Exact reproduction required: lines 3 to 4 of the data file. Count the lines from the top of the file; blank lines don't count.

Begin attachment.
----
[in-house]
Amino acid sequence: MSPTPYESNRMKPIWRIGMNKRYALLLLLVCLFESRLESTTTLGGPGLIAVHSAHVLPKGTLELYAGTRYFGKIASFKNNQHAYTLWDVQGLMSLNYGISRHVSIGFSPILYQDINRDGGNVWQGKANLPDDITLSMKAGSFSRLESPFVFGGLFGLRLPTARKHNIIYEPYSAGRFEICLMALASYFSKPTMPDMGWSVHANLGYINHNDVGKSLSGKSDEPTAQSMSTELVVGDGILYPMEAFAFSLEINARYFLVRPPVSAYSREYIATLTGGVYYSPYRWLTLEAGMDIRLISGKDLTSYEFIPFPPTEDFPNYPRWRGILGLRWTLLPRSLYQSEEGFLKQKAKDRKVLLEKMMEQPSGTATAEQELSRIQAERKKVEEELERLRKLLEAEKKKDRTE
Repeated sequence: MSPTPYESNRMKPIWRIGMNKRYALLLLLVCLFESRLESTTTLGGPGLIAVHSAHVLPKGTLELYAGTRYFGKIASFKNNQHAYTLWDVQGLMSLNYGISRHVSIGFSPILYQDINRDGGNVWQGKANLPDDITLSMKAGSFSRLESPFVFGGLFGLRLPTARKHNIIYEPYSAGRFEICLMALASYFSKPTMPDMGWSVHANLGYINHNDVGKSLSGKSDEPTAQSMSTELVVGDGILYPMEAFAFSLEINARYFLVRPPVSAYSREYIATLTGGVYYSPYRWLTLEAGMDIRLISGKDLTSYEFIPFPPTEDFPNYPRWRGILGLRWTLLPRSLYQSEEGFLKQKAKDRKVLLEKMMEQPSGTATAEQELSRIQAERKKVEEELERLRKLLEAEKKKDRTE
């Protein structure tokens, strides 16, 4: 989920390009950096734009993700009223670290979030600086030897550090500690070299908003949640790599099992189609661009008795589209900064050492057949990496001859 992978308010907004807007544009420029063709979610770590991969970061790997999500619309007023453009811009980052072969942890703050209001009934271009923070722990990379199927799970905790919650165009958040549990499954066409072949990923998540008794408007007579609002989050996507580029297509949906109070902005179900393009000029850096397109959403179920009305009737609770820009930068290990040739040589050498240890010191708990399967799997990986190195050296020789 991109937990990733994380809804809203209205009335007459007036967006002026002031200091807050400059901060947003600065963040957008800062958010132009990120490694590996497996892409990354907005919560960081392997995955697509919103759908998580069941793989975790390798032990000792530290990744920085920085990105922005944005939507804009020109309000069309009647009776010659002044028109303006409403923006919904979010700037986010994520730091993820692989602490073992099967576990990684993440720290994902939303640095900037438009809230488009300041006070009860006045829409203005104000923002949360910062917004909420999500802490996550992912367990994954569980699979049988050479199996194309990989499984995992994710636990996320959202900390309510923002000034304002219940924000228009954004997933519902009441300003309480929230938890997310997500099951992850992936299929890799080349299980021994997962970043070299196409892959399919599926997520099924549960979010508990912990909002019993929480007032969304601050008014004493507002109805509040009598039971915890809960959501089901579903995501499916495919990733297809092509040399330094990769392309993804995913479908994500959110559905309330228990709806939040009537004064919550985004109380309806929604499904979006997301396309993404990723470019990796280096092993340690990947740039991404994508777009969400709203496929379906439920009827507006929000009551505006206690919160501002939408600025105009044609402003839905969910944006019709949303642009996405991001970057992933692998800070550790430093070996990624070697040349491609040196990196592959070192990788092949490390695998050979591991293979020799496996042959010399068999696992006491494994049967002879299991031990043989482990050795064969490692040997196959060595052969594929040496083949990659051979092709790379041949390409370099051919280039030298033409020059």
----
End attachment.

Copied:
Repeated sequence: MSPTPYESNRMKPIWRIGMNKRYALLLLLVCLFESRLESTTTLGGPGLIAVHSAHVLPKGTLELYAGTRYFGKIASFKNNQHAYTLWDVQGLMSLNYGISRHVSIGFSPILYQDINRDGGNVWQGKANLPDDITLSMKAGSFSRLESPFVFGGLFGLRLPTARKHNIIYEPYSAGRFEICLMALASYFSKPTMPDMGWSVHANLGYINHNDVGKSLSGKSDEPTAQSMSTELVVGDGILYPMEAFAFSLEINARYFLVRPPVSAYSREYIATLTGGVYYSPYRWLTLEAGMDIRLISGKDLTSYEFIPFPPTEDFPNYPRWRGILGLRWTLLPRSLYQSEEGFLKQKAKDRKVLLEKMMEQPSGTATAEQELSRIQAERKKVEEELERLRKLLEAEKKKDRTE
């Protein structure tokens, strides 16, 4: 989920390009950096734009993700009223670290979030600086030897550090500690070299908003949640790599099992189609661009008795589209900064050492057949990496001859 992978308010907004807007544009420029063709979610770590991969970061790997999500619309007023453009811009980052072969942890703050209001009934271009923070722990990379199927799970905790919650165009958040549990499954066409072949990923998540008794408007007579609002989050996507580029297509949906109070902005179900393009000029850096397109959403179920009305009737609770820009930068290990040739040589050498240890010191708990399967799997990986190195050296020789 991109937990990733994380809804809203209205009335007459007036967006002026002031200091807050400059901060947003600065963040957008800062958010132009990120490694590996497996892409990354907005919560960081392997995955697509919103759908998580069941793989975790390798032990000792530290990744920085920085990105922005944005939507804009020109309000069309009647009776010659002044028109303006409403923006919904979010700037986010994520730091993820692989602490073992099967576990990684993440720290994902939303640095900037438009809230488009300041006070009860006045829409203005104000923002949360910062917004909420999500802490996550992912367990994954569980699979049988050479199996194309990989499984995992994710636990996320959202900390309510923002000034304002219940924000228009954004997933519902009441300003309480929230938890997310997500099951992850992936299929890799080349299980021994997962970043070299196409892959399919599926997520099924549960979010508990912990909002019993929480007032969304601050008014004493507002109805509040009598039971915890809960959501089901579903995501499916495919990733297809092509040399330094990769392309993804995913479908994500959110559905309330228990709806939040009537004064919550985004109380309806929604499904979006997301396309993404990723470019990796280096092993340690990947740039991404994508777009969400709203496929379906439920009827507006929000009551505006206690919160501002939408600025105009044609402003839905969910944006019709949303642009996405991001970057992933692998800070550790430093070996990624070697040349491609040196990196592959070192990788092949490390695998050979591991293979020799496996042959010399068999696992006491494994049967002879299991031990043989482990050795064969490692040997196959060595052969594929040496083949990659051979092709790379041949390409370099051919280039030298033409020059």